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HomeNewsBathurstFROM A REFUGEE CAMP TO THE BATHURST 1000 PODIUM

FROM A REFUGEE CAMP TO THE BATHURST 1000 PODIUM

TWO days before Christmas Day in 1979, Tomas Mezera arrived in Australia with nothing but his refugee visa.

Nine years later, he stood on the Mount Panorama podium as the winner of the Bathurst 1000.

Mezera shared the story of that journey with the V8 Sleuth Podcast powered by Timken amid a wide-ranging chat about his life so far in motorsport, a career that wouldn’t have been possible had he remained in the land of his birth.

Born in 1958 in what was then still known as Czechoslovakia, Mezera grew up under a communist regime.

“It was a different world back then; I grew up under real communism,” Mezera told the V8 Sleuth Podcast.

“Through my childhood days, sometimes they couldn’t make their mind up: one year they taught us that Stalin was very good; two years later they changed their mind (and taught us) he’d executed more people than Hitler. It was a really hard-line communist regime.”

Listen to the full podcast episodes in the players below!

Fortunately for Mezera, he demonstrated prodigious talent as a junior skier.

“If you showed up to be a reasonably good sportsman, the communists had a pretty good structure for sportspeople,” he explained.

“We lived in a ski resort, and I felt well supported by the communist regime in my junior days.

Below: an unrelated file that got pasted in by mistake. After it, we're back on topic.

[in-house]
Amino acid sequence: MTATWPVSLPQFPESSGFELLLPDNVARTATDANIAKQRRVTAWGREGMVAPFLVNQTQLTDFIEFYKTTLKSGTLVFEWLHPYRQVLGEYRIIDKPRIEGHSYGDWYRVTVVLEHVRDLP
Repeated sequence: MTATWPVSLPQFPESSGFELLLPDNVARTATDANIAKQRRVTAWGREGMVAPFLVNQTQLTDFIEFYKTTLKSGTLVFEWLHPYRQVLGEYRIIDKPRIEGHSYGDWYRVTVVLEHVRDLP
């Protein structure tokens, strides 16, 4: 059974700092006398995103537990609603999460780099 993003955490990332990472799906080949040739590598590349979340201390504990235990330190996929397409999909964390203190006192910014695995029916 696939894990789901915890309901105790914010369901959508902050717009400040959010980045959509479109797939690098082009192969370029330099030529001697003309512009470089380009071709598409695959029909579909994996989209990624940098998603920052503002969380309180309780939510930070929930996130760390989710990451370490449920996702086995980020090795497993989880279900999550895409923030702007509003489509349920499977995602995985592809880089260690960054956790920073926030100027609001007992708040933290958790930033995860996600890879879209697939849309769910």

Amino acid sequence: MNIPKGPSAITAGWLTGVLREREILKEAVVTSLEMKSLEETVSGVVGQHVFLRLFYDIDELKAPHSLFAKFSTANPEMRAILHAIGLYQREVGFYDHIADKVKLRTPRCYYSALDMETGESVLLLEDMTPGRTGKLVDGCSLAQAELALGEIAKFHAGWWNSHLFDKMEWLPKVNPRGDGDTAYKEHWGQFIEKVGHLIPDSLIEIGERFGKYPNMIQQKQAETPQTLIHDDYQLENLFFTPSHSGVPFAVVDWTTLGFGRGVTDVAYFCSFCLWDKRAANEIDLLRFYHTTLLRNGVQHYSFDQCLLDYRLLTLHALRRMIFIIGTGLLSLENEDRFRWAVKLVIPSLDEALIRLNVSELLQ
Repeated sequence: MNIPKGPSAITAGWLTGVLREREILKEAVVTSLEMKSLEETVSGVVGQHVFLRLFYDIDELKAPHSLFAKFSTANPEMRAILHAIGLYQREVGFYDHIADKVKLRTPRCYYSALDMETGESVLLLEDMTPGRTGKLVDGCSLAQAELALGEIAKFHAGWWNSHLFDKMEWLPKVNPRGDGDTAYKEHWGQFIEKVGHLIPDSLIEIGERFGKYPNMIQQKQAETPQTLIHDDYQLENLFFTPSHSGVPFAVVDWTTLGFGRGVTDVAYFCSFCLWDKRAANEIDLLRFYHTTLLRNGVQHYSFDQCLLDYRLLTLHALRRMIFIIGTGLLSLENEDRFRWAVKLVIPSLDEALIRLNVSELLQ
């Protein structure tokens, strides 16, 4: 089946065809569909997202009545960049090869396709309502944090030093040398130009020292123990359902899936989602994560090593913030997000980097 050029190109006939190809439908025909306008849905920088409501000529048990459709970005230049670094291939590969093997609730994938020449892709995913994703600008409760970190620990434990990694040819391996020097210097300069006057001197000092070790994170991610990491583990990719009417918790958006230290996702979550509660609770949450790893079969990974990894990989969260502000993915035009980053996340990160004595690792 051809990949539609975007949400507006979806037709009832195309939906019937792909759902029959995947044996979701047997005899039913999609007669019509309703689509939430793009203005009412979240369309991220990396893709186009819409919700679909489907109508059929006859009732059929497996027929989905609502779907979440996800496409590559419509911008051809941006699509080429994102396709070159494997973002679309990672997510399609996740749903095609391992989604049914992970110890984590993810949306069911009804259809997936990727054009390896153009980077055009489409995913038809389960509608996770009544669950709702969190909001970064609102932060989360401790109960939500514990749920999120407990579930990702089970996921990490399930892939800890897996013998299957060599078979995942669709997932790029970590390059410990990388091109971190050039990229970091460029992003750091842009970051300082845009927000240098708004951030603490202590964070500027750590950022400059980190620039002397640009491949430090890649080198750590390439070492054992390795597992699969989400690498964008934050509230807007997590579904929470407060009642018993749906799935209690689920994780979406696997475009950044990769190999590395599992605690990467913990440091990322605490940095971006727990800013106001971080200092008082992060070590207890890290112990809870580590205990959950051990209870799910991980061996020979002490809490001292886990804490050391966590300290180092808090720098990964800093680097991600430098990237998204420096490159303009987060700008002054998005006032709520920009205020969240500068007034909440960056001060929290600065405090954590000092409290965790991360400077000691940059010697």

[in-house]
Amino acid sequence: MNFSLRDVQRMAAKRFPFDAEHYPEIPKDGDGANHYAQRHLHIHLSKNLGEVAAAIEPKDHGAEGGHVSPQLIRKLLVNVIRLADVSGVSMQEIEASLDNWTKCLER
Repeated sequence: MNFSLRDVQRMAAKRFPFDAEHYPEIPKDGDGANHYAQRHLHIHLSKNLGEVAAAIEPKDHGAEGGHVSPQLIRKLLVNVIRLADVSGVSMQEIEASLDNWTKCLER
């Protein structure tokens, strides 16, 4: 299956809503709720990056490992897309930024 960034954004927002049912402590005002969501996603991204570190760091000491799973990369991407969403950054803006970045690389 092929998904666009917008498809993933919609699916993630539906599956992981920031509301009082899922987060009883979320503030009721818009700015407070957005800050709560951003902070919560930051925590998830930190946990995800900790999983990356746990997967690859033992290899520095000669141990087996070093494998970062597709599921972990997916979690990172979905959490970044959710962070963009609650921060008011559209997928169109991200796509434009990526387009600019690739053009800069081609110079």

“(The goal was) to be a top skier with a view to going to the Olympics, but I never sort of got good enough to make the Olympics.

“I was OK; at one stage, when I was 15 or 16, I came second in the Czech slalom championship, which was pretty good.

“But that was one part of that regime; If you were talented and a little bit better, you got the support from the government – that was great, that helped me.”

However, Mezera had another passion – motorsport.

He had his sights set on racing in Formula 1 but knew that he wouldn’t be able to get there from his homeland.

“Unfortunately, something like racing cars, under the communist regime in Czechoslovakia it was one of the sports that never was supported,” he said.

“I made a plan that, if I want to become a bloody Formula 1 driver, I won’t do it from Czechoslovakia. That was a main reason why I decided to leave.”

In the podcast, Mezera tells the full story of his defection to the west, from planning his escape to the circumstance that gave him a narrow window of opportunity to, in his words, “do a runner”.

He then opens up about what happened next – from living on the streets in Austria to surviving in an Austrian refugee camp for four months, and how his dream to race in F1 led him to apply to come to Australia instead of to America as he’d initially planned.

While he never quite made it to F1, Mezera shares tales from his long and decorated career in motorsport both here and overseas, during which he became the lead driver of the Holden Racing Team.

Photos from that era are among the hundreds in our new book Racing the Lion: An Illustrated History of Holden in Australian Motorsport, a 400-page hardcover book paying tribute to the marque’s rich competition history spanning over seven decades.

It’s now in stock in the V8 Sleuth Bookshop – click HERE to order!

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